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Pope Urges Renewed Diplomacy to End Conflicts in Africa, Middle East


Pope Benedict gave his annual New Year's state of the world address to diplomats from 175 countries accredited to the Vatican. He spoke of his concerns and the challenges in today's world. For VOA, Sabina Castelfranco reports from Rome.

In a wide-ranging speech, Pope Benedict spoke of his concerns over the nuclear programs in North Korea and Iran. Addressing diplomats accredited to the Vatican, he said that in the area of disarmament, symptoms of a developing crisis are multiplying.

He said this was linked to difficulties in negotiations over conventional weapons and weapons of mass destruction.

Pope Benedict urged Iran to give a satisfactory answer to the legitimate concerns of the international community with regards to its nuclear program to improve the situation in the region.

The pope also spoke of his concerns for world hunger saying millions of people, especially women and children, continue to lack water, food and shelter. He called this an unacceptable scandal in a world, which has the resources and knowledge to solve the problem.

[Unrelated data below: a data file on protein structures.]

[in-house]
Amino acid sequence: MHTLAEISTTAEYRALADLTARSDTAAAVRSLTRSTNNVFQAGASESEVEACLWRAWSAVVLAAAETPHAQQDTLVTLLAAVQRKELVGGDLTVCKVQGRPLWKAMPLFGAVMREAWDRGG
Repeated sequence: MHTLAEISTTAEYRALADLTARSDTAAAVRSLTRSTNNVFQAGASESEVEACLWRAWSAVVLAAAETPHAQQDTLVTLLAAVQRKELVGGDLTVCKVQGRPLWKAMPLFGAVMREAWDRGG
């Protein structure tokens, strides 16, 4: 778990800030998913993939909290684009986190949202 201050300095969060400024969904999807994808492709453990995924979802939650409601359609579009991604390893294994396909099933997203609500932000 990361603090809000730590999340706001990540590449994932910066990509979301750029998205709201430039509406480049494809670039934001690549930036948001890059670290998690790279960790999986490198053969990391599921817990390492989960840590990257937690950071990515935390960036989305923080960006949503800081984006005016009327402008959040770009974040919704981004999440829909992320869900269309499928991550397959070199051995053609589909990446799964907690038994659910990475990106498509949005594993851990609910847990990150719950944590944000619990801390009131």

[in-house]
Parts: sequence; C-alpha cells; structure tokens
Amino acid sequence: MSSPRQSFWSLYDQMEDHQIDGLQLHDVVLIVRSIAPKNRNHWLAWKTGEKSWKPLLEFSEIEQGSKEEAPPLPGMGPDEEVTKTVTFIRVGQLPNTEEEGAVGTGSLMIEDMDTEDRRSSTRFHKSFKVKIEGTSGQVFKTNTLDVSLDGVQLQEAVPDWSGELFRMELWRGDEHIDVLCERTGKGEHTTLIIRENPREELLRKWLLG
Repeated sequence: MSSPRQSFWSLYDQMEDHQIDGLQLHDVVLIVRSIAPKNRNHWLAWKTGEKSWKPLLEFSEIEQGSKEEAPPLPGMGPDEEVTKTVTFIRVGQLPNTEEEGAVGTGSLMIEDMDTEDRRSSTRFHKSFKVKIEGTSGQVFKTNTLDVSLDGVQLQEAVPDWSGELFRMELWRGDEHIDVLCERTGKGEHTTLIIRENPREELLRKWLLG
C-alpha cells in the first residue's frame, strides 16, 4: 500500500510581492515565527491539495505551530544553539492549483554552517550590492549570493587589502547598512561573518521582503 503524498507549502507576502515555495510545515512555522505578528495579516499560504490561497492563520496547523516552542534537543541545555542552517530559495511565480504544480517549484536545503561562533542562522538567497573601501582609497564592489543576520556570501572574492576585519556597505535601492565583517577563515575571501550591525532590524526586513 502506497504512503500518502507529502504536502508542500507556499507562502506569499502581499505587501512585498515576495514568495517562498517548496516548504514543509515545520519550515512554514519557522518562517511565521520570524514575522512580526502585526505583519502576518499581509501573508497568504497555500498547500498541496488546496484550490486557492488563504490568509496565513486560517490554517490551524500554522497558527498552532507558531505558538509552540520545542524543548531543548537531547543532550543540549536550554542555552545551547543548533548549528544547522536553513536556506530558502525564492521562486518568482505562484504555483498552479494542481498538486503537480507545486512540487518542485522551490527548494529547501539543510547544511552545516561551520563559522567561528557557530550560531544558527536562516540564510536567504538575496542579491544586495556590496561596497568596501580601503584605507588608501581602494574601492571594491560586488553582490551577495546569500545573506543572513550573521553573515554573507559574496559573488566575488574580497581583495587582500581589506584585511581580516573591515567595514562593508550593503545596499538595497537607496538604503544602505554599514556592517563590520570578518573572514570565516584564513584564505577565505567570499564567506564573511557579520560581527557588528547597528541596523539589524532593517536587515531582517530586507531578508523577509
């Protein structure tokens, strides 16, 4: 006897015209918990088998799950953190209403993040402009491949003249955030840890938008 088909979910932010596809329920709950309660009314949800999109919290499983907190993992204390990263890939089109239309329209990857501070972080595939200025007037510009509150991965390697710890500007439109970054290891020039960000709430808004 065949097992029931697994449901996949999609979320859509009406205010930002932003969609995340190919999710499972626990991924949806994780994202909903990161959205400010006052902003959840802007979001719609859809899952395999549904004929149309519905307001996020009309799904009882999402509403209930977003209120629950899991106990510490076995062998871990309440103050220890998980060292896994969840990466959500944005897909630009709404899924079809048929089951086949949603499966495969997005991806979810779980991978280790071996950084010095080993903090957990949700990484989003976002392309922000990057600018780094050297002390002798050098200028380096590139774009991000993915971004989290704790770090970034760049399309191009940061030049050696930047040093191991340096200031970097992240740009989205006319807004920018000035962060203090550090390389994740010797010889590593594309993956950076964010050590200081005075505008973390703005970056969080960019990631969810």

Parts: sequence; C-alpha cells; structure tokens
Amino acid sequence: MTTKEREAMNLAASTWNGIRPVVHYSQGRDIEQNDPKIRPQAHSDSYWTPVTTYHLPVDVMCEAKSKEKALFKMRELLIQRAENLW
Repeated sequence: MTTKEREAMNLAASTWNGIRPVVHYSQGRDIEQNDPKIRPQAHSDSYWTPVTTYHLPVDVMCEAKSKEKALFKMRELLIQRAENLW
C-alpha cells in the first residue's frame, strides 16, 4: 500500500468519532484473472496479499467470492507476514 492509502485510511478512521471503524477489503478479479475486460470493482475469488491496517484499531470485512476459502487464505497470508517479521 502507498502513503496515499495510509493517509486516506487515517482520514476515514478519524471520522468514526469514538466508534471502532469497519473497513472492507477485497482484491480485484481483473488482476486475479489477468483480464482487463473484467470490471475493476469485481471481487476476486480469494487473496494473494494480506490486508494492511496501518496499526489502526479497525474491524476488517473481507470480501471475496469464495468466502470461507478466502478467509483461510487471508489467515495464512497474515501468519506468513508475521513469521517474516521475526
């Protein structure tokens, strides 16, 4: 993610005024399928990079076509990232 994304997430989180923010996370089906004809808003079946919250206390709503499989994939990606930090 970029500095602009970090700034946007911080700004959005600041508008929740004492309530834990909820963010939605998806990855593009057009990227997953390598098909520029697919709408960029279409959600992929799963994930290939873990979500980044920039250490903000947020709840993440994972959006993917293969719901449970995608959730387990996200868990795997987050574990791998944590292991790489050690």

In his analysis of world conflicts, Benedict urged an end to the fighting in Somalia.

The pope said the situation in the Horn of Africa has worsened with the starting of new hostilities and the internationalization of the conflict. He appealed to all parties involved to give up weapons and negotiate.

Pope Benedict also spoke of the drama of Darfur that he said, continues and is extending to the border regions of Chad and the Central African Republic.

The pope said the international community has seemed powerless for almost four years, despite efforts to bring relief to the populations in distress.

Benedict said there were some signs of hope in efforts to resolve the Middle East conflict. He expressed hope that leaders would take advantage of the progress in Israeli-Palestinian relations to forge a negotiated peace.

The pope said the Lebanese have a right to see the integrity and sovereignty of their country respected; the Israelis have a right to live in peace in their state and the Palestinians have a right to a free and sovereign homeland.

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